Michael L. Feinstein, P.A.

The Next Steps Following an Unfavorable Verdict

You've endured months (or years) of preparation. You sat through multiple days of testimony, and waited for hours to hear the final verdict - you lost. At first, losing at trial may seem unfair and insurmountable, particularly if you had an exceptionally strong case. While many wish to give up at this point, figuring there is no hope of ever defeating the opposing party, Ft. Lauderdale appellate attorneys encourage clients not to give up, as an appeal is always an option under state or federal law.

The following provides a general overview of the state-level appeals process, as well as a brief mention of the federal process for those litigants with cases in U.S. District Court. As always, be sure to contact a skilled appellate attorney if you are in need of assistance with post-verdict relief.


One of the most important preliminary concerns with initiating an appeal is meeting the strict 30-day deadline for filing a Notice of Appeal. While appellate procedures will eventually involve the filing of briefs and petitions, the Notice of Appeal is the first official filing in the process. Failure to timely file a Notice of Appeal will in all likelihood waive the party's ability to seek review of the trial court's verdict. Absent a finding that the petitioner had good cause to miss the deadline - or was otherwise unable to make the deadline for one reason or another - the court will likely refuse to accept a late filing.

What is Appealable?

One of the most confounding facts for petitioners is the notion that appellate judges are generally limited to the goings-on at trial when deciding whether to uphold, remand or reverse the lower courts' rulings. In other words, no new evidence is presented on appeal, and judges must make their decisions based on the transcripts, court orders, parties' briefs and oral arguments.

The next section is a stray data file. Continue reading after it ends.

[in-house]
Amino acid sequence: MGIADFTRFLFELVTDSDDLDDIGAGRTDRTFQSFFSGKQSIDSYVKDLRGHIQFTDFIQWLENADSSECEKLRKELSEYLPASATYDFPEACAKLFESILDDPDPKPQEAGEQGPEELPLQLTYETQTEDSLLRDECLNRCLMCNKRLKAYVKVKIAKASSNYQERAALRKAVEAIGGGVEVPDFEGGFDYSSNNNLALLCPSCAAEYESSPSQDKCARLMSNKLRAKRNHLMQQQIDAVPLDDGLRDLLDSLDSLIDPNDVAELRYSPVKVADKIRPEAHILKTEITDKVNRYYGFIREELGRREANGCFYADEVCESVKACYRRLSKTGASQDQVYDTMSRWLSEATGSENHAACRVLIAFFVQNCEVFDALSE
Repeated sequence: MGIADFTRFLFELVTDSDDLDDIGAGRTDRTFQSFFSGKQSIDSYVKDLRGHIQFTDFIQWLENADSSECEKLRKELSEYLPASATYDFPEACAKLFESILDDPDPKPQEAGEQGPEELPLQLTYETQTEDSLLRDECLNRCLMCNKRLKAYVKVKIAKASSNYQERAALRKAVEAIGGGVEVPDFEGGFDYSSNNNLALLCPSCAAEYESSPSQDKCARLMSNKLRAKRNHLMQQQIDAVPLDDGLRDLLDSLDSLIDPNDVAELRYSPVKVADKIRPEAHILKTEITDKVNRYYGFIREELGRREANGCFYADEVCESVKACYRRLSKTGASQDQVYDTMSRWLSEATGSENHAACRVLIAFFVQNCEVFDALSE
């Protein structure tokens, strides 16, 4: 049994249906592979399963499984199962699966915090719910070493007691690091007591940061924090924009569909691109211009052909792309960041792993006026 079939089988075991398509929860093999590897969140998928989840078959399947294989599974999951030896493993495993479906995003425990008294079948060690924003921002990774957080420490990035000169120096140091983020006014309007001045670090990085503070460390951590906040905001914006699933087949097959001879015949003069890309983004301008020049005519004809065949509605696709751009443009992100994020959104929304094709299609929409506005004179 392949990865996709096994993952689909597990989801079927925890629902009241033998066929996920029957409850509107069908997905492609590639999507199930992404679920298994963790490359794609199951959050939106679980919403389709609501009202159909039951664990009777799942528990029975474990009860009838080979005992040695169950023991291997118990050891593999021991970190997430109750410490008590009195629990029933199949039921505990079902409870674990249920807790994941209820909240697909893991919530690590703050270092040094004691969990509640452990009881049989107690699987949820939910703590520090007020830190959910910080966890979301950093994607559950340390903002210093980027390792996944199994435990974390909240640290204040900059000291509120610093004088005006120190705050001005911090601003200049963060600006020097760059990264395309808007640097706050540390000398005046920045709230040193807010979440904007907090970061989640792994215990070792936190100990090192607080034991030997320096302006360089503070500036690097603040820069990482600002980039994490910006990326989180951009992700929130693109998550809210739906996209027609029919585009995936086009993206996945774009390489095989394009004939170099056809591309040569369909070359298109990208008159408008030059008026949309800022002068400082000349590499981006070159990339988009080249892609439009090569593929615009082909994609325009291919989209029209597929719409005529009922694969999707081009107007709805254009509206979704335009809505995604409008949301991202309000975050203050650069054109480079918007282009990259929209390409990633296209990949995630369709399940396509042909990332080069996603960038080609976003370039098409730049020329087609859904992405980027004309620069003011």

Moreover, parties are not permitted to make new arguments on appeal that were not raised at the trial court level, and new objections to evidence are not permitted. For instance, if a criminal defendant believes certain evidence was obtained illegally - but does not raise the issue at trial - the issue is not available to litigate on appeal. By contrast, proper objections made on the record at trial will be reviewable by the appellate court for further consideration.

The Final Review

If a case makes its way to the Florida Supreme Court, the Court's final decision will be the last word on the matter - at least on the state level. In an appellate opinion, the court may uphold the lower court's findings, reverse the verdict or remand the case for further review on a particular issue or set of issues. Once the Florida high court makes its decision, the last stop for appellate review is the U.S. Supreme Court, which accepts just a small fraction of cases annually - usually those involving Circuit Court disagreement or a hot-button issue ripe for review.

Contact an Appellate Attorney Today!

If you would like to speak with a knowledgeable appellate attorney, please do not hesitate to contact the Law Office of Michael L. Feinstein today: (954) 767-9662.

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